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Second order inhomogeneous differential equation

Vishak

New member
Oct 27, 2013
18
Hi MHB. I'm having yet another doubt regarding differential equations. Can someone please help me out? Thanks.

Consider the following differential equation:

\(\displaystyle {y}''+{y}'= x^{2}\)

I have found the homogeneous solution to be:

\(\displaystyle y_{H}=c_{1} + c_{2}e^{-x}\)

But when finding the particular solution, using reduction of order, I end up getting:

\(\displaystyle y_{P}=\frac{x^{3}}{3} + \frac{cx^{2}}{2} + dx + e\)

By substituting the results for \(\displaystyle {y}''\) and \(\displaystyle {y}'\) back into the original equation, I am able to obtain \(\displaystyle c = -2\) and \(\displaystyle d = 2\). But what do I do about \(\displaystyle e\)?
 

MarkFL

Administrator
Staff member
Feb 24, 2012
13,775
Hi MHB. I'm having yet another doubt regarding differential equations. Can someone please help me out? Thanks.

Consider the following differential equation:

\(\displaystyle {y}''+{y}'= x^{2}\)

I have found the homogeneous solution to be:

\(\displaystyle y_{H}=c_{1} + c_{2}e^{-x}\)

But when finding the particular solution, using reduction of order, I end up getting:

\(\displaystyle y_{P}=\frac{x^{3}}{3} + \frac{cx^{2}}{2} + dx + e\)

By substituting the results for \(\displaystyle {y}''\) and \(\displaystyle {y}'\) back into the original equation, I am able to obtain \(\displaystyle c = -2\) and \(\displaystyle d = 2\). But what do I do about \(\displaystyle e\)?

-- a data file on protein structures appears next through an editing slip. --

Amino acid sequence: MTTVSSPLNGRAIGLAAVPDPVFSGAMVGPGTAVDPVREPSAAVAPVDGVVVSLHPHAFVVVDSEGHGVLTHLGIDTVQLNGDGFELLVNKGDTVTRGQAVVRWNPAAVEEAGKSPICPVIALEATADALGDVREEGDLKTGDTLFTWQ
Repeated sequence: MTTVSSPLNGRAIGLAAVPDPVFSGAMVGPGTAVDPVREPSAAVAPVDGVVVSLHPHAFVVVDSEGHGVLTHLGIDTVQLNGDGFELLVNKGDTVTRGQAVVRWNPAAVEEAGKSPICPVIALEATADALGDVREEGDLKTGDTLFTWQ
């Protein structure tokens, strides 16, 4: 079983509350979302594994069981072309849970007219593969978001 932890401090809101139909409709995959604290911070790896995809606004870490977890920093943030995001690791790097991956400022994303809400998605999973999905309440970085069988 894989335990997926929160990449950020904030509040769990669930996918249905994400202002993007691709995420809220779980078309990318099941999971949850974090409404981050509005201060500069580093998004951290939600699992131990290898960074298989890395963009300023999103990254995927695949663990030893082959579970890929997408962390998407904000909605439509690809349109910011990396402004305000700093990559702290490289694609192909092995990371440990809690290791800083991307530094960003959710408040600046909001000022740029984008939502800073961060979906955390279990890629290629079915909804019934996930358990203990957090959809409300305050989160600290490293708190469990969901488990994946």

You are actually using the method of undetermined coefficients, not reduction of order, to find the particular solution. Because the right had side is quadratic, you want to assume the following form for your particular solution:

\(\displaystyle y_p(x)=Ax^2+Bx+C\)

But...since you already have a constant in your homogeneous solution, you need to multiply by a natural number power of $x$ so that no term in your particular solution is a solution to the homogeneous equation, hence you want:

\(\displaystyle y_p(x)=x\left(Ax^2+Bx+C \right)=Ax^3+Bx^2+Cx\)

As an alternate approach to solving this ODE, you could consider the substitution:

\(\displaystyle v=y'\)

and you would obtain a linear first order ODE in $v$.